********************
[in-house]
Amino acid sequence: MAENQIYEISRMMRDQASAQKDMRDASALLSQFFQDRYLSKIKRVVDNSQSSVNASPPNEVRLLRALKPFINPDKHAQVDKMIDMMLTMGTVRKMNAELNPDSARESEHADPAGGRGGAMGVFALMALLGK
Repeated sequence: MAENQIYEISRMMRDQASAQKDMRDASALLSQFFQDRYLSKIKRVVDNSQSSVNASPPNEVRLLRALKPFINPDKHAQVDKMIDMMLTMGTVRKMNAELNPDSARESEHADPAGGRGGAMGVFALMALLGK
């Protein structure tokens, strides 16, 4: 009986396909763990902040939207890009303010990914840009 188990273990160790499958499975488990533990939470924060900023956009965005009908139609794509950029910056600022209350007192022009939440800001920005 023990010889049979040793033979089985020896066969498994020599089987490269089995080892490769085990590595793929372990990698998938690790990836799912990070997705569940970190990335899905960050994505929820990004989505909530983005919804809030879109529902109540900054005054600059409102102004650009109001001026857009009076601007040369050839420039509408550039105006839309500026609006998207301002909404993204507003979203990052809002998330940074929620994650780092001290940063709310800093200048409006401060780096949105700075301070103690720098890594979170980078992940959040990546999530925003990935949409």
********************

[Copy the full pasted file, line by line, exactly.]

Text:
[in-house]
Amino acid sequence: MAENQIYEISRMMRDQASAQKDMRDASALLSQFFQDRYLSKIKRVVDNSQSSVNASPPNEVRLLRALKPFINPDKHAQVDKMIDMMLTMGTVRKMNAELNPDSARESEHADPAGGRGGAMGVFALMALLGK
Repeated sequence: MAENQIYEISRMMRDQASAQKDMRDASALLSQFFQDRYLSKIKRVVDNSQSSVNASPPNEVRLLRALKPFINPDKHAQVDKMIDMMLTMGTVRKMNAELNPDSARESEHADPAGGRGGAMGVFALMALLGK
């Protein structure tokens, strides 16, 4: 009986396909763990902040939207890009303010990914840009 188990273990160790499958499975488990533990939470924060900023956009965005009908139609794509950029910056600022209350007192022009939440800001920005 023990010889049979040793033979089985020896066969498994020599089987490269089995080892490769085990590595793929372990990698998938690790990836799912990070997705569940970190990335899905960050994505929820990004989505909530983005919804809030879109529902109540900054005054600059409102102004650009109001001026857009009076601007040369050839420039509408550039105006839309500026609006998207301002909404993204507003979203990052809002998330940074929620994650780092001290940063709310800093200048409006401060780096949105700075301070103690720098890594979170980078992940959040990546999530925003990935949409």